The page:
Television crews were working. My television in New York was working so I saw people screaming from their roofs. I saw people crying in the Dome. I saw people dead on the street. Now you would think that seeing something like this on TV would count as an invitation to the Federalies to come on down. Apparently not.

Or – Maybe people in Washington just don’t watch television, or maybe they just don’t like television., or maybe they just don’t believe the news that they haven’t created.

Either that or. Maybe they just don’t like all these people in Louisiana and Mississippi being so damn needy all the time and interfering with a decent bowl of gumbo in the French Quarter which is every God fearing tourists right.

Think about it. 25% of Louisiana was on Medicare before the hurricane. These people talk worse than the President. When they’re angry they start drinking and shooting. When they have a problem with one of their teeth they pull it out. The really poor ones live in a swamp and the rich ones live on stilts in estuaries. These are not smart people. Other than the fact that they sit on top of an oil highway – how much are they of value?

As it turns out – not much. Not much at all.

No matter, though. Half of them have been farmed out to other states. Other states who will probably start to resent them sooner rather than later – like they did in California in the Dust Bowl days. No matter – the Federal problem will diffuse, and the states will be on their own.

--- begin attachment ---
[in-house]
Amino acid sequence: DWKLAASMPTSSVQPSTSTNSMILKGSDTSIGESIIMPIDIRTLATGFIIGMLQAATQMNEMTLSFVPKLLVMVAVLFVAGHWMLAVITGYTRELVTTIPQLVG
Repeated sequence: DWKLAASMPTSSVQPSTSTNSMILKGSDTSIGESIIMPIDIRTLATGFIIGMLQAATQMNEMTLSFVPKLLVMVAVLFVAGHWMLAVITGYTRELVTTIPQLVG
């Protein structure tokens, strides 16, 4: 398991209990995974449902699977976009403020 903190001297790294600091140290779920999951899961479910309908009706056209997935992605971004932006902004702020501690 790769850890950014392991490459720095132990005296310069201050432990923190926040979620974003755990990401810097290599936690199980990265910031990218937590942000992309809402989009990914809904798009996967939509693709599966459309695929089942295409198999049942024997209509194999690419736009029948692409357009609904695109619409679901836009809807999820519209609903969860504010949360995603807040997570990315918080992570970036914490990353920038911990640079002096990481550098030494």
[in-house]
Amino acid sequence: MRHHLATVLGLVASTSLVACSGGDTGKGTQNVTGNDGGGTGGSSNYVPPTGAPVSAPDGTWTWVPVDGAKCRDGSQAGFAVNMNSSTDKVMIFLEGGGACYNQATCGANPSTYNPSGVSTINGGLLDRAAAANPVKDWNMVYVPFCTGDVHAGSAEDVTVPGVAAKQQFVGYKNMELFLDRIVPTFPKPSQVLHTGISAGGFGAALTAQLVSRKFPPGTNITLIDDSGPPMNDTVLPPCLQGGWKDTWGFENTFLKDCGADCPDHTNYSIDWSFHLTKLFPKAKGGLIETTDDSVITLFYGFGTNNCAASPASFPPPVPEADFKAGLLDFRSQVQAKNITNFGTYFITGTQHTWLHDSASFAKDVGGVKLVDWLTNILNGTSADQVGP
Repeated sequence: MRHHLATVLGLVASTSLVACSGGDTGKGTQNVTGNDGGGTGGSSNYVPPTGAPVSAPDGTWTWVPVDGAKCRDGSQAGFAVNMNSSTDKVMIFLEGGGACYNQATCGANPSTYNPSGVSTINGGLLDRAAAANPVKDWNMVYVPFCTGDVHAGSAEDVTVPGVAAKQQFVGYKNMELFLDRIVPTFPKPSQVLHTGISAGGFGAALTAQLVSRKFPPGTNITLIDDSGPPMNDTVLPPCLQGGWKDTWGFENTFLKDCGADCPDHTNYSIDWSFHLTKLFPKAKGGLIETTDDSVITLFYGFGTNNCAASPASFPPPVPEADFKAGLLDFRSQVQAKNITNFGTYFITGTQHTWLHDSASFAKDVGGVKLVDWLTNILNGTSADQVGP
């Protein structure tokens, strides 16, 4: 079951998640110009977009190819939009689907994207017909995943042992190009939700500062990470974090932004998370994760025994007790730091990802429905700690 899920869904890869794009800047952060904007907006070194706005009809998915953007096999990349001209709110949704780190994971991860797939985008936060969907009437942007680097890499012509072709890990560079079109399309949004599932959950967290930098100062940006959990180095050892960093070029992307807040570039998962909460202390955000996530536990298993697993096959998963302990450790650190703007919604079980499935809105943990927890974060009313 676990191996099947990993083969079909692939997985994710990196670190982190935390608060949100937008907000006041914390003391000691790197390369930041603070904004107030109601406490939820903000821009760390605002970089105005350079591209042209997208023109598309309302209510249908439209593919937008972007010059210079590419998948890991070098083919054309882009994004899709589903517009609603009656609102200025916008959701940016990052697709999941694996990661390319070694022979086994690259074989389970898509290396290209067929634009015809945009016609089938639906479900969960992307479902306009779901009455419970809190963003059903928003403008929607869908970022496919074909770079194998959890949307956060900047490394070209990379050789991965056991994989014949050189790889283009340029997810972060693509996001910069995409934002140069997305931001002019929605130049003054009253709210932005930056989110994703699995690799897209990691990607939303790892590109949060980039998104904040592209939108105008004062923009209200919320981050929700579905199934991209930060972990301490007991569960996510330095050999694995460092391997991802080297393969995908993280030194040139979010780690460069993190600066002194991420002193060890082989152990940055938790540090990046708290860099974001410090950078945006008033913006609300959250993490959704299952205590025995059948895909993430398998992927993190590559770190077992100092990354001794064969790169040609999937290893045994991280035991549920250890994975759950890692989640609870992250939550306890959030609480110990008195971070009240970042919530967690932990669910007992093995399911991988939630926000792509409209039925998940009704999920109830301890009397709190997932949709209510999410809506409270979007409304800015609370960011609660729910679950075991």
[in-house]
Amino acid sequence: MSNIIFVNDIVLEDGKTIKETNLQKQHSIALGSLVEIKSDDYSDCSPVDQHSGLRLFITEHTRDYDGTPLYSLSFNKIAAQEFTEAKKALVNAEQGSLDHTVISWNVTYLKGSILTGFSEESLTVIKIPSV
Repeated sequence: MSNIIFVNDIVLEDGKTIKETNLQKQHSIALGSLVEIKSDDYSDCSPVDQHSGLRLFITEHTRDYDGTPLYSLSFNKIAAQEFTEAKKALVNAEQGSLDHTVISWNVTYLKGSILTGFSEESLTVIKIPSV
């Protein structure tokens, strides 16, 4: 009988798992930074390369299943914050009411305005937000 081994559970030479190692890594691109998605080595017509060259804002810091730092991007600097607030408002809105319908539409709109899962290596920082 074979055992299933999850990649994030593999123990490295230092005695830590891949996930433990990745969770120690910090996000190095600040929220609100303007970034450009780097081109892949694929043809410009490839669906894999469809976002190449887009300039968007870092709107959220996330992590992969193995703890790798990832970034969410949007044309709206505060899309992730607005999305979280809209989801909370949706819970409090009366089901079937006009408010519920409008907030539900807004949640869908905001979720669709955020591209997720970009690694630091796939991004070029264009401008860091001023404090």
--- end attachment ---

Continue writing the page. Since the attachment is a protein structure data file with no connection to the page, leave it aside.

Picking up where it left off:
As well, signs of recovery are emerging. The French Quarter is dry. Halliburton has a contract to help rebuild. Michael Brown has resigned as head of FEMA. U.S. fire administrator David Paulison is replacing him. You may remember Mr. Paulison. Two years ago he was the one who issued the recommendation that we all keep duct tape in our homes to seal windows and doors in case of a biological or nuclear attack.

Looks like we are nearly back to normal.

 

 

 

 

 

 

 

Tulis McCall

Author: Tulis McCall

For my money, the theatre is up there in the ten top reasons to be human. I leave my home and go sit in a dark room with complete strangers and watch actors do their stuff because I want to be inspired. I’m asking to be involved. I’m volunteering to be led down any old path they choose as long as they don’t let go of my hand. And if I see a show, and it is NOT so very good – I will try to divert you, because I don’t want you to come to the temple when the preaching isn’t up to snuff. I will bar the door, I will swing from rafters, I will yell FIRE just to set your feet on a path that does not lead to disappointment. Do something different with your evening I will say. Save your money for dinner with a friend you haven’t seen in months because you are too frigging busy. Go take a walk with your dog or your child or your significant other. Go to bed early, I will say. Don’t come to the theatre when it is less than it can be. I’m an usher snob, and that’s all there is to it.